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Spotify India launch plans heat up with T-Series… and Samsung?


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Indian music company T-Series still hasn’t managed to knock gamer PewDiePie off his perch as YouTube’s most-subscribed-to channel: it’s on 80.5 million subs at the time of writing, compared to PewDiePie’s 80.9 million. Given their respective growth over the past year, it seems only a matter of time before T-Series is top dog – but in the meantime, it has other fish to fry too in the digital-music world. Witness its deal yesterday to add its 160k-song catalogue to Spotify globally.

“We are bullish about India’s most popular music company tying up with the world’s most popular music streaming service. We are confident that together we will be able to reach new markets and spread the love for Indian music far and wide,” said T-Series chairman and MD Bhushan Kumar. But of course, much of the attention on the deal will focus on its implications for Spotify’s upcoming launch in India. It’s a timely reminder that despite all those rumours about major Western labels stalling on licensing Spotify for India, the local catalogue is just as crucial (and probably more so) for Spotify’s prospects of getting real scale in the country.

Spotify is stressing the global aspects: it says more than four million people already regularly listen to Indian music on its service, while more than 930,000 are ‘following’ its Desi Hub (we’re not sure how you follow a hub on Spotify, but we can say that its flagship Desi Hits playlist has nearly 218,000 followers). It also highlighted the estimated 30 million people of Indian origin living outside India as a spur for the deal – note, this differs from the 15 million figure put out by the UN last year, because that was purely people who have emigrated from India.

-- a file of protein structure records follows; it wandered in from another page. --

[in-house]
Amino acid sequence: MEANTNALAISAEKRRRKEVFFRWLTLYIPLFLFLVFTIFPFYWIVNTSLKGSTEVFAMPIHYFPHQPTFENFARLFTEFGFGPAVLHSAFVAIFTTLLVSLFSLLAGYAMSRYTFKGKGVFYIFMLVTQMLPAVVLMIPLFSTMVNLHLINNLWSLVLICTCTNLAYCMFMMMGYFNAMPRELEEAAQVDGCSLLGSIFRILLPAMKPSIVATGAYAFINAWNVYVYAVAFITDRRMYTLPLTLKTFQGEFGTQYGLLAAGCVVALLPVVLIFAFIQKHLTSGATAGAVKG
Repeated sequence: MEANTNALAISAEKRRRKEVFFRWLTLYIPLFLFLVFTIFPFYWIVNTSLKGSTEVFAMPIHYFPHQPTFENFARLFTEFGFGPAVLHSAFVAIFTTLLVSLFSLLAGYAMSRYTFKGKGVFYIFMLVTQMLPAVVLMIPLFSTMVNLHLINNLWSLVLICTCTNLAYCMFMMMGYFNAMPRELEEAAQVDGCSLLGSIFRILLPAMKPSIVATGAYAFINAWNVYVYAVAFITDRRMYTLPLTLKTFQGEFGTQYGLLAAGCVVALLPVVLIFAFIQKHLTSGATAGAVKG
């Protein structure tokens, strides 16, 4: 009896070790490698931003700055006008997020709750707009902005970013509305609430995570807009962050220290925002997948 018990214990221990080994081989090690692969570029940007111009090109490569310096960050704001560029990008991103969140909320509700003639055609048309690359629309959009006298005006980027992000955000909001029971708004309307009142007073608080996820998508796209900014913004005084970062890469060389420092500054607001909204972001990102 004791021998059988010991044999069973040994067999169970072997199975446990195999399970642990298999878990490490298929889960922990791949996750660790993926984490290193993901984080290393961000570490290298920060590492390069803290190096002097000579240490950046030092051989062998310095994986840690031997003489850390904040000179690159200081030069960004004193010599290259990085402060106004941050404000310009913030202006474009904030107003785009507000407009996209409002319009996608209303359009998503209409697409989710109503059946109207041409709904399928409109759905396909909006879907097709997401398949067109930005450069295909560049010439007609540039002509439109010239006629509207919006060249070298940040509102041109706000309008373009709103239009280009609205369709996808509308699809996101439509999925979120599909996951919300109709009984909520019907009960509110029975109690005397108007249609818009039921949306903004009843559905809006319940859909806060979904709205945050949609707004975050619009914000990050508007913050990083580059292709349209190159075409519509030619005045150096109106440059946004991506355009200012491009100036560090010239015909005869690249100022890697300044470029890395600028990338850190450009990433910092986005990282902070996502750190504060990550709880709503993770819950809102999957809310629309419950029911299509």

Some more points on all this. First: T-Series is undoubtedly huge, but Spotify will surely also be putting energy into licensing the burgeoning independent-music scene in India. You can read our recent feature on independent Indian hip-hop here: it highlighted that there is much more to India than film-music. Second: don’t assume that T-Series is a big differentiator for Spotify, given that its catalogue is already available (and PewDiePie-catchingly-popular) on YouTube there.

Third, though: there’s another possible advantage for Spotify. An announcement by tech firm Samsung that it’s launching a new series of affordable ‘India-first’ smartphones to claw market-share back from Chinese rivals like Xiaomi caught our attention this morning. “The M series has been built around and incepted around Indian millennial consumers,” Samsung’s Asim Warsi told Reuters, ahead of their launch this month. Spotify, remember, is now Samsung’s official music-streaming partner. While Spotify may not be live in India for the launch of these devices, when it does launch there, the Samsung partnership could be an important way to get off to a flyer in the country.

Stuart Dredge

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